eBay execs appear to have been upset by a bloggers criticism of eBay.
The Feds in the U.S. have charged a number of senior execs with a range of offences. It will be interesting to see the result of the charges.
Looking at the roles of those charged, is it any wonder we can't get forged stamps removed. This incident appears to say a lot about the culture at eBay.
Anyone received a shipment of cockroaches or a pigs head recently?
https://arstechnica.com/tech-policy/2020/06/ebay-execs-sent- ... ists-feds/
Six former eBay employees were "charged with leading a cyberstalking campaign" against a newsletter editor and publisher, which "included sending the couple anonymous, threatening messages, disturbing deliveries—including a box of live cockroaches, a funeral wreath, and a bloody pig mask—and conducting covert surveillance of the victims," the US Department of Justice and US Attorney's Office in Massachusetts announced today.
James Baugh, 45, is eBay's former senior director of safety and security, and David Harville, 48, is eBay's former director of global resiliency—both were arrested today and charged with conspiracy to commit cyberstalking and conspiracy to tamper with witnesses. Each charge "carr[ies] a sentence of up to five years in prison, three years of supervised release, a fine of up to $250,000 and restitution," the DOJ said.
The bloody pig mask was a Halloween mask and shipped via Amazon.com, a court document said. The mask arrived at the victims' home the same day one of the victims "received an email reporting that a 'Preserved Fetal Pig' had been ordered online to be sent to the Victims' house," the document said. A few days later, the victims "received a box of cockroaches" that was purchased from a roach breeder and seller.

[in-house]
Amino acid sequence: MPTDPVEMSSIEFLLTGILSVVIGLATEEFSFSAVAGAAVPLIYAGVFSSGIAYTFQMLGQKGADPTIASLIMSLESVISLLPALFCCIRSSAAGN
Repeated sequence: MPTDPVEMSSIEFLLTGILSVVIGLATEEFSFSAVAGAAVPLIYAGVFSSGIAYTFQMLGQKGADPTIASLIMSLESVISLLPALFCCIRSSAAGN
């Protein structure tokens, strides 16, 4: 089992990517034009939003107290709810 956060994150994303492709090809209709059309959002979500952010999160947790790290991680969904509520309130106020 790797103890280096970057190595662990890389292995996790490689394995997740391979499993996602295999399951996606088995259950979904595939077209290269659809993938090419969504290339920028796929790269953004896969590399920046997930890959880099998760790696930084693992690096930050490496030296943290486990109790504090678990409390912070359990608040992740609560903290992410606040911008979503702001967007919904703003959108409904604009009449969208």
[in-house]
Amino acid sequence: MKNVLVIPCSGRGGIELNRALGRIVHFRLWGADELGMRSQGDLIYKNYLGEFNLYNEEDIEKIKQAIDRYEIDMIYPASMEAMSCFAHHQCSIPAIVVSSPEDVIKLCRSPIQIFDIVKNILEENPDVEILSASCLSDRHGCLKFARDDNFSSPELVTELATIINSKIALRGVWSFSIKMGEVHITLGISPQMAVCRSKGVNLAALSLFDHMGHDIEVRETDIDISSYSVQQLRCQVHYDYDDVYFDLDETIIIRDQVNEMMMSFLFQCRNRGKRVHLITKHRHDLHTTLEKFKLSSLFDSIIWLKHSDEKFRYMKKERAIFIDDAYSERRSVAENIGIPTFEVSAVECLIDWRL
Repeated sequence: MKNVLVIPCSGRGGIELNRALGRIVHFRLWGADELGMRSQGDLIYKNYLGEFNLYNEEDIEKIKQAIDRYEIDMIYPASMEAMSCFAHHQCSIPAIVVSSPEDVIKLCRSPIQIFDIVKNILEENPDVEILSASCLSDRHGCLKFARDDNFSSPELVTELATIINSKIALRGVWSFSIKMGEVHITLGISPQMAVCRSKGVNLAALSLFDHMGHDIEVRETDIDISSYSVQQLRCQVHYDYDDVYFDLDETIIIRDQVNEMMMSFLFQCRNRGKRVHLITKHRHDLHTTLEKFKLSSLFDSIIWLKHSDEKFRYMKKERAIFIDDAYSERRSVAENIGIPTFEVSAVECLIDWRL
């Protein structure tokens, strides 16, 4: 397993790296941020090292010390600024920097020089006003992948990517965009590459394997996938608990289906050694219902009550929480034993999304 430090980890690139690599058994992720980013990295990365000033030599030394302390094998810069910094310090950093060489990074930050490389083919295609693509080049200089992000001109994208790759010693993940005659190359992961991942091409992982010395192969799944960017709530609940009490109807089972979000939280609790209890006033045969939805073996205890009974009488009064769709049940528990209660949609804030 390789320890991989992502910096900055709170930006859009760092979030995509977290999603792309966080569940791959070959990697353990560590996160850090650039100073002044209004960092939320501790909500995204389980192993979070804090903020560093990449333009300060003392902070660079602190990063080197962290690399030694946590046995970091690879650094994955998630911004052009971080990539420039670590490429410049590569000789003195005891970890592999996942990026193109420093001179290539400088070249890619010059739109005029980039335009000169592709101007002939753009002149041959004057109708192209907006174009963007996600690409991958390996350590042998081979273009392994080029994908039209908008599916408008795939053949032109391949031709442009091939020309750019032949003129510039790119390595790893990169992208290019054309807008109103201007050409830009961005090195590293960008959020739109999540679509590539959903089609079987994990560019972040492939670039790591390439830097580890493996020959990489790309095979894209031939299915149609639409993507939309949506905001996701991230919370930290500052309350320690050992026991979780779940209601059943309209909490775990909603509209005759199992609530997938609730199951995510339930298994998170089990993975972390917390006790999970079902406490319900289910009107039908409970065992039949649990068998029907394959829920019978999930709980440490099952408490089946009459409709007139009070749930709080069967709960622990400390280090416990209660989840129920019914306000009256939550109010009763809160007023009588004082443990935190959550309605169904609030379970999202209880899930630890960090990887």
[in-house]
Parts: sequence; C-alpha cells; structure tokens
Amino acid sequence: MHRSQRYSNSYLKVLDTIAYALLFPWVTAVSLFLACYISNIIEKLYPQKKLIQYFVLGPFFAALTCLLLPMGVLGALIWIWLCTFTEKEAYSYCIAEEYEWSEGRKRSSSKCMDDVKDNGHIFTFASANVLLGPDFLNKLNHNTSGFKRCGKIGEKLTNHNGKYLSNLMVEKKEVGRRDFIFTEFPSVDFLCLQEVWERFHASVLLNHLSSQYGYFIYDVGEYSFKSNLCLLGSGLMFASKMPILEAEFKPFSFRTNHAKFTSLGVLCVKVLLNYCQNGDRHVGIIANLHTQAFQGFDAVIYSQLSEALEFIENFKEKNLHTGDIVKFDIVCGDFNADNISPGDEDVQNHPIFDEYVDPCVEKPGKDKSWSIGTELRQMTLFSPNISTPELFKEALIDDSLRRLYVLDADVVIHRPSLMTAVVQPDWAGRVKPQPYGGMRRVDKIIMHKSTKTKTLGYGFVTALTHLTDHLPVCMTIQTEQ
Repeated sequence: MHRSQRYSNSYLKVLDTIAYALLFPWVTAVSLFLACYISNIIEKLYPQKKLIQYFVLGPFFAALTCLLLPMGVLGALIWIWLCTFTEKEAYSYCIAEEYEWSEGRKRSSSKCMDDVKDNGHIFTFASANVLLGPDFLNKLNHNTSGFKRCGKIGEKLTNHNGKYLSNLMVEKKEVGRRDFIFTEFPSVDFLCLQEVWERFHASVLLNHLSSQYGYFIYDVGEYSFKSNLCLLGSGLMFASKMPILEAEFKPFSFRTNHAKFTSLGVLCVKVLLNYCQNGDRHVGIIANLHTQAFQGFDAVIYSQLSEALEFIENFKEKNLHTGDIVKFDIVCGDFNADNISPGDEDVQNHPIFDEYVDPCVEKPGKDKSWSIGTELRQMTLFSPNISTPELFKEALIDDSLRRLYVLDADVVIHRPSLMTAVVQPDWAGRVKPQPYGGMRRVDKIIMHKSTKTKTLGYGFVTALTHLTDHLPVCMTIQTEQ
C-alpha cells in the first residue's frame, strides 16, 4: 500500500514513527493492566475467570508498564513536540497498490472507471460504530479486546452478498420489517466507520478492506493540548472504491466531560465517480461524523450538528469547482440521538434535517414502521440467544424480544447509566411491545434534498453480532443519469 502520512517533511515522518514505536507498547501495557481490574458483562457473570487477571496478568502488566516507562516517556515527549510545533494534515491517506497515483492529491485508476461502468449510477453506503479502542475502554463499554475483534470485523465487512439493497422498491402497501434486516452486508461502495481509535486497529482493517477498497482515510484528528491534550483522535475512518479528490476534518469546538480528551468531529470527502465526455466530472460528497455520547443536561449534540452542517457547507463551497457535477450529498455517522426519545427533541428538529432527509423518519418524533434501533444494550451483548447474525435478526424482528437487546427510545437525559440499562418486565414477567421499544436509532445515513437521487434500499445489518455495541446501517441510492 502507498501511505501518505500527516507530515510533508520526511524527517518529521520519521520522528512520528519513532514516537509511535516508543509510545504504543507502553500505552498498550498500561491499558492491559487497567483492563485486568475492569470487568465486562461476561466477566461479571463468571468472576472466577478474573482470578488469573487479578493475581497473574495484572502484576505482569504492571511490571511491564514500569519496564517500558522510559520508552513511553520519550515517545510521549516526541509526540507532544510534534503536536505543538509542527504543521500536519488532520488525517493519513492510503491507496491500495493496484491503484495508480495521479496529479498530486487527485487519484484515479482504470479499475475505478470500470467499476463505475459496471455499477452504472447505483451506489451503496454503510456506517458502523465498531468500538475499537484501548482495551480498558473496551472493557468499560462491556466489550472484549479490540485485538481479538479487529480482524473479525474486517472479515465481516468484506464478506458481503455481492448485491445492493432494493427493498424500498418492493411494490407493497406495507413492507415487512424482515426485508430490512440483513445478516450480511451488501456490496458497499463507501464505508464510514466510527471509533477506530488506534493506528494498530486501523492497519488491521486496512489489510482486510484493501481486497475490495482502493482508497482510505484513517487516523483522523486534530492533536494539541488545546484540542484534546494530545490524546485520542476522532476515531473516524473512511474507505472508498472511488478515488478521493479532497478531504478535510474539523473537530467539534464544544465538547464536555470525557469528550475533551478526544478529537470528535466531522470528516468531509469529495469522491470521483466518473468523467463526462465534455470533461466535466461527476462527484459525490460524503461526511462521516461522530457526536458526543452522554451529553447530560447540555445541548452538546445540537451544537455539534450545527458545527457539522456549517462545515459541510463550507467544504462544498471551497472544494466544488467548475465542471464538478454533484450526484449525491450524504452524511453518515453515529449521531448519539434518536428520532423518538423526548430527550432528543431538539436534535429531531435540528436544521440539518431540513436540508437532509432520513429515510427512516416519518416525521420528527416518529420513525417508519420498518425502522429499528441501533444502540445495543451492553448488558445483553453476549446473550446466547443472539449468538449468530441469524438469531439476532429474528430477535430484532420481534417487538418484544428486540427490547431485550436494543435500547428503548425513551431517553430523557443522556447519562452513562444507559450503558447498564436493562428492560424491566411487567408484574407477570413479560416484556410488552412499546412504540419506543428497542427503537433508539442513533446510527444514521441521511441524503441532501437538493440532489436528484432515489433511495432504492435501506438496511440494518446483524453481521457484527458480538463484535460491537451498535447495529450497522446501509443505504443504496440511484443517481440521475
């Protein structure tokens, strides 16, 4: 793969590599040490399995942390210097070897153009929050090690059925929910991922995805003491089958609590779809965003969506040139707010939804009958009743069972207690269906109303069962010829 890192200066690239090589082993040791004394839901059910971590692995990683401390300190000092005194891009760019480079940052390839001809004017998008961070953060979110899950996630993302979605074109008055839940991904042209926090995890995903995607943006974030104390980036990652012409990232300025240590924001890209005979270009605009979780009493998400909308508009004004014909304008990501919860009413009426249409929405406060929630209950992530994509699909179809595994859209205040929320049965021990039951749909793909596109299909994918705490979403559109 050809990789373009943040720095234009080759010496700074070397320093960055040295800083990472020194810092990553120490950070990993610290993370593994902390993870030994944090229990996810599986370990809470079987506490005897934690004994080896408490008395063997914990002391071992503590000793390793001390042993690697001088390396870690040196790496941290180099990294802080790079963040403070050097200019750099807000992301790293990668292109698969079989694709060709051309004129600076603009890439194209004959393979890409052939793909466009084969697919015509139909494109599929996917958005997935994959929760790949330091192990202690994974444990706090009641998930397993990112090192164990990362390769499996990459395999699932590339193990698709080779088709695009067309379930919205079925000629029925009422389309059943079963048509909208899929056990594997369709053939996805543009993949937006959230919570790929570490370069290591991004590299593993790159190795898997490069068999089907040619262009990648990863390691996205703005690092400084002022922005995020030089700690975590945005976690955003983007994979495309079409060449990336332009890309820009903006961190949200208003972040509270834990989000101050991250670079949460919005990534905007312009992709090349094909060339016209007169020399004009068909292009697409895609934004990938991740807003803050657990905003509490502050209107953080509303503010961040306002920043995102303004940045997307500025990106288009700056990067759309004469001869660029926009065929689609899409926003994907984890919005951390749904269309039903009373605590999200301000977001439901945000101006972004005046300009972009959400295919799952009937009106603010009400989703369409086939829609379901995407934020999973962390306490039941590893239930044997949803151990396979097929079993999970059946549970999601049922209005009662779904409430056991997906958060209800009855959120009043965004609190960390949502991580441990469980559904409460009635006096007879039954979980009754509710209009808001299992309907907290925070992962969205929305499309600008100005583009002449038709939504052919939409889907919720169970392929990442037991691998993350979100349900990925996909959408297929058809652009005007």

The alleged targets were a couple in Natick, Massachusetts, who publish an online newsletter that covers e-commerce companies and which "eBay executives viewed as critical of the company," the DOJ said. One alleged victim is a reporter and editor for the newsletter, while her husband is the publisher. The alleged victims' names and the news website they operate are not identified in the charging documents filed in US District Court for the District of Massachusetts.
"Members of the executive leadership team at eBay followed the newsletter's posts, often taking issue with its content and the anonymous comments underneath the editor's stories," the DOJ said.
"It is alleged that in August 2019, after the newsletter published an article about litigation involving eBay, two members of eBay's executive leadership team sent or forwarded text messages suggesting that it was time to 'take down' the newsletter's editor," the DOJ announcement said. Another message from one unnamed eBay executive to another said "we are going to crush this lady," according to the charging document. (Update: Bloomberg reported that the unnamed executives were then-eBay CEO Devin Wenig and public-relations chief Steven Wymer.)